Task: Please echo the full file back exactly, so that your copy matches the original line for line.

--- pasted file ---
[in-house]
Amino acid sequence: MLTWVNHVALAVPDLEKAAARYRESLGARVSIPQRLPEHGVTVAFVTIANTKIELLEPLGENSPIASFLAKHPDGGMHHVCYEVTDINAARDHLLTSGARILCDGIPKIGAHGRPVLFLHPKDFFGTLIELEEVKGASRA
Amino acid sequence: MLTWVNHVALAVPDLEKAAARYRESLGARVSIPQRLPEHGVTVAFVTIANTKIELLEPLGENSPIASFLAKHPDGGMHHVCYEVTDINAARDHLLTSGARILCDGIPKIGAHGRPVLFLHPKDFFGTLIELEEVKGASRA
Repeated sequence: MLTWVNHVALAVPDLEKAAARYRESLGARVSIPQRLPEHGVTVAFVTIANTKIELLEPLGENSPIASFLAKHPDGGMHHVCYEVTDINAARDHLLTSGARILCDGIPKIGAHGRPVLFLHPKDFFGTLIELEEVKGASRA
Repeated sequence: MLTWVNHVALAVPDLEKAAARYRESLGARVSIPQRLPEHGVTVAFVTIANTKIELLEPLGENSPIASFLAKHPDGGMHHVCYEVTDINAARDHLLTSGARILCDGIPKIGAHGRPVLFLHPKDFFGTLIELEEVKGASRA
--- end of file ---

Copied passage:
[in-house]
Amino acid sequence: MLTWVNHVALAVPDLEKAAARYRESLGARVSIPQRLPEHGVTVAFVTIANTKIELLEPLGENSPIASFLAKHPDGGMHHVCYEVTDINAARDHLLTSGARILCDGIPKIGAHGRPVLFLHPKDFFGTLIELEEVKGASRA
Amino acid sequence: MLTWVNHVALAVPDLEKAAARYRESLGARVSIPQRLPEHGVTVAFVTIANTKIELLEPLGENSPIASFLAKHPDGGMHHVCYEVTDINAARDHLLTSGARILCDGIPKIGAHGRPVLFLHPKDFFGTLIELEEVKGASRA
Repeated sequence: MLTWVNHVALAVPDLEKAAARYRESLGARVSIPQRLPEHGVTVAFVTIANTKIELLEPLGENSPIASFLAKHPDGGMHHVCYEVTDINAARDHLLTSGARILCDGIPKIGAHGRPVLFLHPKDFFGTLIELEEVKGASRA
Repeated sequence: MLTWVNHVALAVPDLEKAAARYRESLGARVSIPQRLPEHGVTVAFVTIANTKIELLEPLGENSPIASFLAKHPDGGMHHVCYEVTDINAARDHLLTSGARILCDGIPKIGAHGRPVLFLHPKDFFGTLIELEEVKGASRA